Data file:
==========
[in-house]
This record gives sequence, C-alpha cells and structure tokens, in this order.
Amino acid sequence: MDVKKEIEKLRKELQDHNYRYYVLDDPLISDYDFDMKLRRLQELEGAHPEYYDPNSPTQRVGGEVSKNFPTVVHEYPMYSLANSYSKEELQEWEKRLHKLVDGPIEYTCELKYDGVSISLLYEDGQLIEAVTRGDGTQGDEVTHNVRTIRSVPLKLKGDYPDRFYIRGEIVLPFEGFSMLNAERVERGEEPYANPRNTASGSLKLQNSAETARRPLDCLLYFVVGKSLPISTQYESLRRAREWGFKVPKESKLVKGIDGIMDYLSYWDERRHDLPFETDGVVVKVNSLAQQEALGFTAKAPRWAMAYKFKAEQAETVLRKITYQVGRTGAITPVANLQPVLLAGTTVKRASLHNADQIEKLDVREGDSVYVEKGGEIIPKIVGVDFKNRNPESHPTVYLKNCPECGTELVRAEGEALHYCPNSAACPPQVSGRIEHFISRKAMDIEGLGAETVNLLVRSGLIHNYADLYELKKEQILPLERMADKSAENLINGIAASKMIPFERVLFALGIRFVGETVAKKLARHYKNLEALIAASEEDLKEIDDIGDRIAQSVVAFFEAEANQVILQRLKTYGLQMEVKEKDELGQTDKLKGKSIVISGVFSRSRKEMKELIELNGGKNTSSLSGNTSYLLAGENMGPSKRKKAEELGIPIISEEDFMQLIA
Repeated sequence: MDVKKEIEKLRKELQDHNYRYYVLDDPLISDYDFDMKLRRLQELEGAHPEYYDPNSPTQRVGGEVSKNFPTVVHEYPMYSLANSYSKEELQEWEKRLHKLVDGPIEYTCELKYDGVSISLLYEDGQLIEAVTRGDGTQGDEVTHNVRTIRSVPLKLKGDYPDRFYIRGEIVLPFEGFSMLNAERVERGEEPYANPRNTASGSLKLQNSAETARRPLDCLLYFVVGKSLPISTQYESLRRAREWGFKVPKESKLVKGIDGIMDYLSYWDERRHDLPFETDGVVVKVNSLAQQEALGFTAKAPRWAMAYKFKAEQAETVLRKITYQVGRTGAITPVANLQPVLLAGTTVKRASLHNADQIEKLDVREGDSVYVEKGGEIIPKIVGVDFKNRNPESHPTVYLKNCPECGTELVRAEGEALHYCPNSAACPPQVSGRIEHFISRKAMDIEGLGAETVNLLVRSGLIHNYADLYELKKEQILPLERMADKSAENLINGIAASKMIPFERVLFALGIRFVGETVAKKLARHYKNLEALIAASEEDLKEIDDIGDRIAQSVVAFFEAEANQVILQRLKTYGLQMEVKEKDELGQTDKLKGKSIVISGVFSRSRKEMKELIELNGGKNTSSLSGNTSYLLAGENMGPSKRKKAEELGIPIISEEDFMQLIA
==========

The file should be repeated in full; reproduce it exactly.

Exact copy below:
[in-house]
This record gives sequence, C-alpha cells and structure tokens, in this order.
Amino acid sequence: MDVKKEIEKLRKELQDHNYRYYVLDDPLISDYDFDMKLRRLQELEGAHPEYYDPNSPTQRVGGEVSKNFPTVVHEYPMYSLANSYSKEELQEWEKRLHKLVDGPIEYTCELKYDGVSISLLYEDGQLIEAVTRGDGTQGDEVTHNVRTIRSVPLKLKGDYPDRFYIRGEIVLPFEGFSMLNAERVERGEEPYANPRNTASGSLKLQNSAETARRPLDCLLYFVVGKSLPISTQYESLRRAREWGFKVPKESKLVKGIDGIMDYLSYWDERRHDLPFETDGVVVKVNSLAQQEALGFTAKAPRWAMAYKFKAEQAETVLRKITYQVGRTGAITPVANLQPVLLAGTTVKRASLHNADQIEKLDVREGDSVYVEKGGEIIPKIVGVDFKNRNPESHPTVYLKNCPECGTELVRAEGEALHYCPNSAACPPQVSGRIEHFISRKAMDIEGLGAETVNLLVRSGLIHNYADLYELKKEQILPLERMADKSAENLINGIAASKMIPFERVLFALGIRFVGETVAKKLARHYKNLEALIAASEEDLKEIDDIGDRIAQSVVAFFEAEANQVILQRLKTYGLQMEVKEKDELGQTDKLKGKSIVISGVFSRSRKEMKELIELNGGKNTSSLSGNTSYLLAGENMGPSKRKKAEELGIPIISEEDFMQLIA
Repeated sequence: MDVKKEIEKLRKELQDHNYRYYVLDDPLISDYDFDMKLRRLQELEGAHPEYYDPNSPTQRVGGEVSKNFPTVVHEYPMYSLANSYSKEELQEWEKRLHKLVDGPIEYTCELKYDGVSISLLYEDGQLIEAVTRGDGTQGDEVTHNVRTIRSVPLKLKGDYPDRFYIRGEIVLPFEGFSMLNAERVERGEEPYANPRNTASGSLKLQNSAETARRPLDCLLYFVVGKSLPISTQYESLRRAREWGFKVPKESKLVKGIDGIMDYLSYWDERRHDLPFETDGVVVKVNSLAQQEALGFTAKAPRWAMAYKFKAEQAETVLRKITYQVGRTGAITPVANLQPVLLAGTTVKRASLHNADQIEKLDVREGDSVYVEKGGEIIPKIVGVDFKNRNPESHPTVYLKNCPECGTELVRAEGEALHYCPNSAACPPQVSGRIEHFISRKAMDIEGLGAETVNLLVRSGLIHNYADLYELKKEQILPLERMADKSAENLINGIAASKMIPFERVLFALGIRFVGETVAKKLARHYKNLEALIAASEEDLKEIDDIGDRIAQSVVAFFEAEANQVILQRLKTYGLQMEVKEKDELGQTDKLKGKSIVISGVFSRSRKEMKELIELNGGKNTSSLSGNTSYLLAGENMGPSKRKKAEELGIPIISEEDFMQLIA